As though he’d the same thought as me, the young boy who walks beside me releases a brief, delighted laugh to join the air that tears the sound playfully from his lips and frolicking through the forest. I smile and look at him as we walk, pathless, between the trees. We share a mutual silence as we each enjoy the beauty of nature in our own way, but glad to be together. Looking at him should feel like looking backward or behind – he is myself as a child – but instead the moment feels timeless and eternal, present and future at once, not looking backward but reaching forward with the best of me. The air is crisp and clean as I breathe, refreshing and invigorating and helping me feel as though I were still the youth at my side.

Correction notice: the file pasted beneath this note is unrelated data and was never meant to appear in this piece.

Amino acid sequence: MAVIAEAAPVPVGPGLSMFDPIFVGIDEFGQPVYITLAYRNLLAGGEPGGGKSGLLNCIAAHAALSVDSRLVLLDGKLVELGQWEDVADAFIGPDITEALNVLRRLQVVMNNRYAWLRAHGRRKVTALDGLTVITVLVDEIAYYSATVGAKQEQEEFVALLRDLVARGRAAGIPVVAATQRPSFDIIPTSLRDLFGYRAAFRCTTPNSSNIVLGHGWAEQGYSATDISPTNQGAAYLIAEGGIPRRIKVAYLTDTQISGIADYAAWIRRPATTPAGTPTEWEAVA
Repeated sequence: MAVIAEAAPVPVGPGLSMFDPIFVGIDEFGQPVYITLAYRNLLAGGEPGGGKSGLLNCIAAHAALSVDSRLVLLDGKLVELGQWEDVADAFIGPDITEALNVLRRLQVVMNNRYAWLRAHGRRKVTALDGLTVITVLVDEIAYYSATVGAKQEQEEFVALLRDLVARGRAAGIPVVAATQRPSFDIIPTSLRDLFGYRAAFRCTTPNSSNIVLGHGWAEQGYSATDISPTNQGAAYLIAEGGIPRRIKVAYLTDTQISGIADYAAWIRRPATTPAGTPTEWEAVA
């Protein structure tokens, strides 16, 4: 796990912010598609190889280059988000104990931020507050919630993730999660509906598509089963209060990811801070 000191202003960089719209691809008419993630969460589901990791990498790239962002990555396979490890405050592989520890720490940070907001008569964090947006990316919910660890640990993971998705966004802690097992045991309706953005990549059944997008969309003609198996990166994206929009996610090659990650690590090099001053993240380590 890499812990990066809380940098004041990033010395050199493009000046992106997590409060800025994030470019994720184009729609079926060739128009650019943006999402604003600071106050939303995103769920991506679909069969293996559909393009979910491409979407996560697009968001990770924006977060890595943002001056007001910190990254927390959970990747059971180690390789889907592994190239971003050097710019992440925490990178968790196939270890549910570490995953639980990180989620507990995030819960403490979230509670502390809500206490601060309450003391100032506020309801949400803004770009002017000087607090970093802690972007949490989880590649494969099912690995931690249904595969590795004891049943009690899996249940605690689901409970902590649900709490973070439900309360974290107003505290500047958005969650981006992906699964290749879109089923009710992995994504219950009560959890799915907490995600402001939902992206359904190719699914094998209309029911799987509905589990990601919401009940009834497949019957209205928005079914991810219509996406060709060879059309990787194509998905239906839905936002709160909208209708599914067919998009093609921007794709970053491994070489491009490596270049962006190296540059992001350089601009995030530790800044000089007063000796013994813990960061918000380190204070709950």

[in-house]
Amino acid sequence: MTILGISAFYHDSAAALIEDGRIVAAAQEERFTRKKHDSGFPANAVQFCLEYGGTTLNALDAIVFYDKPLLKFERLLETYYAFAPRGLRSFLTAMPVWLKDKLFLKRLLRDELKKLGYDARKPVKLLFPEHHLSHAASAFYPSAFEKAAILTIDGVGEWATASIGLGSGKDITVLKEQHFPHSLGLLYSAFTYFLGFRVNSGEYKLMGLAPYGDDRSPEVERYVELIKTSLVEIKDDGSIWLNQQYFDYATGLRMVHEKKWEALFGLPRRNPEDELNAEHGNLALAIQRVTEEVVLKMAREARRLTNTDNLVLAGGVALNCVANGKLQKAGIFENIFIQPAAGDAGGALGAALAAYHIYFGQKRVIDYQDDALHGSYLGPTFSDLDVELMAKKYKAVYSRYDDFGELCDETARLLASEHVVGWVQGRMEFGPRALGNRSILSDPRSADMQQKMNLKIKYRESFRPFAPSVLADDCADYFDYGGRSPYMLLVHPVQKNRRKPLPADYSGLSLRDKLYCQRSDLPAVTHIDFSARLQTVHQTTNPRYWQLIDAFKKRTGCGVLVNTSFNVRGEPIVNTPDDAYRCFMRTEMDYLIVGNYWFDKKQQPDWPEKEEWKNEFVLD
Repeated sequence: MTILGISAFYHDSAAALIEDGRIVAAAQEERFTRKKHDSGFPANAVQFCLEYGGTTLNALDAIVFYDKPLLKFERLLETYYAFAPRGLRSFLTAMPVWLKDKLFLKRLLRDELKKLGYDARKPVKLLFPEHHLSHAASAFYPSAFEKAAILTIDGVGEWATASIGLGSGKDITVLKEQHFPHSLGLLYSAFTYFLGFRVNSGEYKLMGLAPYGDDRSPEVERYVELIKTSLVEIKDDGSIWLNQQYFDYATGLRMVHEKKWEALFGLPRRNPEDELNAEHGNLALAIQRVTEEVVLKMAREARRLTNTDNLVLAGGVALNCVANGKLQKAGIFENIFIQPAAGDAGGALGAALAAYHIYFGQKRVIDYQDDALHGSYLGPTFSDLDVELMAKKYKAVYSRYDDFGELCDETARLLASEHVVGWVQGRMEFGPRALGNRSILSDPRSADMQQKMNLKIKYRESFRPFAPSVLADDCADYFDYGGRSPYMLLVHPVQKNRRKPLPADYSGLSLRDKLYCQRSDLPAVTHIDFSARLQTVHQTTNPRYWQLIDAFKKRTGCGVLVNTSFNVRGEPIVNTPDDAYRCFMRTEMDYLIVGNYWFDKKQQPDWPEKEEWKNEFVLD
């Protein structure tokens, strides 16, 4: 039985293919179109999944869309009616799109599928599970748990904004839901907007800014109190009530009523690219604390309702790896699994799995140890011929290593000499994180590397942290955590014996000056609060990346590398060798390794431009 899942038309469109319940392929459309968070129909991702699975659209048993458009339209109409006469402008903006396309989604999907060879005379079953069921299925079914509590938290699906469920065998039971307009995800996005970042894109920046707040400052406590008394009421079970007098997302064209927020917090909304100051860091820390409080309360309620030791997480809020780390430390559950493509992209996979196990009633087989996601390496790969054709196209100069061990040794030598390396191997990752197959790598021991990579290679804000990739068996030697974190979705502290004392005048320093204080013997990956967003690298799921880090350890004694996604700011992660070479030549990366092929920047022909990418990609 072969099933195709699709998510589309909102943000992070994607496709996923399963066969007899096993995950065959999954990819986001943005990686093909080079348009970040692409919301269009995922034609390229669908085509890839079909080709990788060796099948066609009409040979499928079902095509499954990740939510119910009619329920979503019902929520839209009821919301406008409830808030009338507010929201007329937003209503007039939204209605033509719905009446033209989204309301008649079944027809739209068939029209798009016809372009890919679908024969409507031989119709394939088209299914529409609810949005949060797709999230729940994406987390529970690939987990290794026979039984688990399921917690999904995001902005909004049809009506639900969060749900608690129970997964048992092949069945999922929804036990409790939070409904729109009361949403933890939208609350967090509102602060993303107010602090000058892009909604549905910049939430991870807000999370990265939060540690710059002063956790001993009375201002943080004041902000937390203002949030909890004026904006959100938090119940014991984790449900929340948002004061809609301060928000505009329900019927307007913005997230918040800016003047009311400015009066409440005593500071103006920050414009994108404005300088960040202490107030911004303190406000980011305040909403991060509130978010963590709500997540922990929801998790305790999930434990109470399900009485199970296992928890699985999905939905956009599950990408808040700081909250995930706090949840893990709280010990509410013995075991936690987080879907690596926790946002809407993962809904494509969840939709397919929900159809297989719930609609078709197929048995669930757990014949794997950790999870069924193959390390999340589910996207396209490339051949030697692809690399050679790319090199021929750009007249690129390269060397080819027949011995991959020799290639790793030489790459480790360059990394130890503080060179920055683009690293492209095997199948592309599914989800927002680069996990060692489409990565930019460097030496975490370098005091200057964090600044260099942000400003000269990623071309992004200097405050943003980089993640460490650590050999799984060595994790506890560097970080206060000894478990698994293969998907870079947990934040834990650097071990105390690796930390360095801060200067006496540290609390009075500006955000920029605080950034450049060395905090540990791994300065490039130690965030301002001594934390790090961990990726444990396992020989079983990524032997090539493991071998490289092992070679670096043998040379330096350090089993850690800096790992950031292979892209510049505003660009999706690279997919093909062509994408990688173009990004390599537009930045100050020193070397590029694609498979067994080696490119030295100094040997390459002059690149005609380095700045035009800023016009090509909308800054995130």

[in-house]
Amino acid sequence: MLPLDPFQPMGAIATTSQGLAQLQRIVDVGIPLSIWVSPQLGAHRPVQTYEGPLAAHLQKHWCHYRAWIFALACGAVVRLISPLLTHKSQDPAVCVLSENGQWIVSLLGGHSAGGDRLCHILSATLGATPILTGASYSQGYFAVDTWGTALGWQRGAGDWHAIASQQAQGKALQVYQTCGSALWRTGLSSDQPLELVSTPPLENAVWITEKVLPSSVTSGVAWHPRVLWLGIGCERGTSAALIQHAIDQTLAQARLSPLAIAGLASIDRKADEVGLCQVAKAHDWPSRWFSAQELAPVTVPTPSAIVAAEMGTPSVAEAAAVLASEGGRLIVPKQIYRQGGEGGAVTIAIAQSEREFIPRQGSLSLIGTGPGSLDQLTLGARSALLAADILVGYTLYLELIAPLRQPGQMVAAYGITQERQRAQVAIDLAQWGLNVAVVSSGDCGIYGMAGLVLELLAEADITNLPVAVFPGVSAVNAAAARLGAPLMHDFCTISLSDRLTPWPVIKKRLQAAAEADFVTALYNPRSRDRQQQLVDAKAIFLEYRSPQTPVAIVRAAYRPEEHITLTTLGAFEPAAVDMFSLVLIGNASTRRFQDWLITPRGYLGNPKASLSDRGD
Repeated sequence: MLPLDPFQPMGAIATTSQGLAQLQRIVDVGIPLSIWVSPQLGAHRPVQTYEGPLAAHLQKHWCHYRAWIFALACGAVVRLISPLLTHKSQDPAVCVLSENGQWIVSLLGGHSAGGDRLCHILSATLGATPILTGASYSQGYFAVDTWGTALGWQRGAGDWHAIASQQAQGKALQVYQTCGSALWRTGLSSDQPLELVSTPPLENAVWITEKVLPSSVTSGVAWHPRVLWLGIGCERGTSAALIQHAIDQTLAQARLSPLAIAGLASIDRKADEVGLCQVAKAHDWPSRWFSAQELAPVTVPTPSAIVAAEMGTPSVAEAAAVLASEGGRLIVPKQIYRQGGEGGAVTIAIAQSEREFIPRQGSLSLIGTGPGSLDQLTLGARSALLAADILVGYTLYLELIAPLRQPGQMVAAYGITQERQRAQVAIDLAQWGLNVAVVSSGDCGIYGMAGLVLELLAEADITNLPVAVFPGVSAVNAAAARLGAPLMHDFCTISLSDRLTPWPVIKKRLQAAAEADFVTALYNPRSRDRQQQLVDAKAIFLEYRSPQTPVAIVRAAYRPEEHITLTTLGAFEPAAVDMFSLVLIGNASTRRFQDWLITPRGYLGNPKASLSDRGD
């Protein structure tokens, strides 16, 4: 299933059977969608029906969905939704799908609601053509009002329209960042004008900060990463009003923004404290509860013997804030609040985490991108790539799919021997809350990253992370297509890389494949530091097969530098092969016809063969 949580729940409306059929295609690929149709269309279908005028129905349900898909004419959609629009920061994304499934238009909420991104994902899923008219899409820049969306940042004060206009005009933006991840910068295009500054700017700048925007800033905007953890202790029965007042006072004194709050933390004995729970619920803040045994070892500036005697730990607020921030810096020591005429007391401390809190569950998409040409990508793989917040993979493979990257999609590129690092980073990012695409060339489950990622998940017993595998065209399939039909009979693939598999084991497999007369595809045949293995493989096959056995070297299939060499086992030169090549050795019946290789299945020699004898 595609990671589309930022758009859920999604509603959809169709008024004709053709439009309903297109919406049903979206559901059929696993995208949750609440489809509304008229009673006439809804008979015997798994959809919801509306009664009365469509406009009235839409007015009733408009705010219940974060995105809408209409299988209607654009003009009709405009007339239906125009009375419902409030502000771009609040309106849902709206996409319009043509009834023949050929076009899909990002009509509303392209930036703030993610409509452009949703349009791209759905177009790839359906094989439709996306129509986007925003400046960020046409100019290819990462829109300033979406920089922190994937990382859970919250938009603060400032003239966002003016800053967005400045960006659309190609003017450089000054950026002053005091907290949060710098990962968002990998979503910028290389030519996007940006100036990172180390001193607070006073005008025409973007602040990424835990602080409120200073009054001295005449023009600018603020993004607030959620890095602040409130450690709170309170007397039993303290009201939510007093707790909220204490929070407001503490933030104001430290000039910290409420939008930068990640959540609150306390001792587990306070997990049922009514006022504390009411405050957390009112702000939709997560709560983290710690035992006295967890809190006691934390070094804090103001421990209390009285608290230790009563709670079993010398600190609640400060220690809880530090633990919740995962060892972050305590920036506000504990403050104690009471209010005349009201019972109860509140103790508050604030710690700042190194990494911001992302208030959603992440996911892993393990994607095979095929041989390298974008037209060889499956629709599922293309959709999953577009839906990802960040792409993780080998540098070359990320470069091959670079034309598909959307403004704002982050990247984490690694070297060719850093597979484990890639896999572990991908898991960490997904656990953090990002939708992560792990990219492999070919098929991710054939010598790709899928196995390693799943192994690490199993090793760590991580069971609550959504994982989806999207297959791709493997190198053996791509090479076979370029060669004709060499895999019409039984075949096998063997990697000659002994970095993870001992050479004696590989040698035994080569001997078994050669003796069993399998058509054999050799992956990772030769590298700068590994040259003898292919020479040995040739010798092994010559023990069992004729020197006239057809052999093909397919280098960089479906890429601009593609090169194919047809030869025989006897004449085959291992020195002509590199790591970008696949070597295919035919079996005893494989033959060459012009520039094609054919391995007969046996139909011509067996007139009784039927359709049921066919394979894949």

We hear a noise up ahead, and my younger self stops dead in his tracks and turns to me quickly. The look in his eyes is not fear, he is not looking to me for leadership, for support, for instructions – the look in his eye is excitement, a conspiratorial glance that signals we are in for something fun, together. I beam a grin back to match his, and we both peer in the direction of the noise.
There is definitely motion in the foliage. We proceed cautiously toward the motion – almost comically so, as we both pantomime exaggerated stealth or sneakiness, knowing we could never really sneak up on a forest creature that didn’t want to be met. There is a flash of color, a shape, a shadow, whatever it is is moving out, and toward us, to meet us. All at once it is visible, and we stop moving, stop pantomiming, stand upright with heads cocked sideways a bit as we look the creature over.